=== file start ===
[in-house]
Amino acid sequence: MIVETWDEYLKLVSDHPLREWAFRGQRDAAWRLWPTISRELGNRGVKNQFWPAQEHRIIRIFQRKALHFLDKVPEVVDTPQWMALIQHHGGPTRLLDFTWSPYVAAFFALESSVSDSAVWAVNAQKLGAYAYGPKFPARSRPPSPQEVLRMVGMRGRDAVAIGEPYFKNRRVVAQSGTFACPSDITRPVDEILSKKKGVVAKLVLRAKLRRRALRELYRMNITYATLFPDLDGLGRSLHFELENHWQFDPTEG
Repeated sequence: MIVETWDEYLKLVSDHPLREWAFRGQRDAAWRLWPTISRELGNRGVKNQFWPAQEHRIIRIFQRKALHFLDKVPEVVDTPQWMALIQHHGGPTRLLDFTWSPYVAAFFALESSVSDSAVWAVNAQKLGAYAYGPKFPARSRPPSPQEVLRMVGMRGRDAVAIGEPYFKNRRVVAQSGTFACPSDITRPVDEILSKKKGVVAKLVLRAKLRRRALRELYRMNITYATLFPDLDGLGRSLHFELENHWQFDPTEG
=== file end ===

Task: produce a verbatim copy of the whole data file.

[in-house]
Amino acid sequence: MIVETWDEYLKLVSDHPLREWAFRGQRDAAWRLWPTISRELGNRGVKNQFWPAQEHRIIRIFQRKALHFLDKVPEVVDTPQWMALIQHHGGPTRLLDFTWSPYVAAFFALESSVSDSAVWAVNAQKLGAYAYGPKFPARSRPPSPQEVLRMVGMRGRDAVAIGEPYFKNRRVVAQSGTFACPSDITRPVDEILSKKKGVVAKLVLRAKLRRRALRELYRMNITYATLFPDLDGLGRSLHFELENHWQFDPTEG
Repeated sequence: MIVETWDEYLKLVSDHPLREWAFRGQRDAAWRLWPTISRELGNRGVKNQFWPAQEHRIIRIFQRKALHFLDKVPEVVDTPQWMALIQHHGGPTRLLDFTWSPYVAAFFALESSVSDSAVWAVNAQKLGAYAYGPKFPARSRPPSPQEVLRMVGMRGRDAVAIGEPYFKNRRVVAQSGTFACPSDITRPVDEILSKKKGVVAKLVLRAKLRRRALRELYRMNITYATLFPDLDGLGRSLHFELENHWQFDPTEG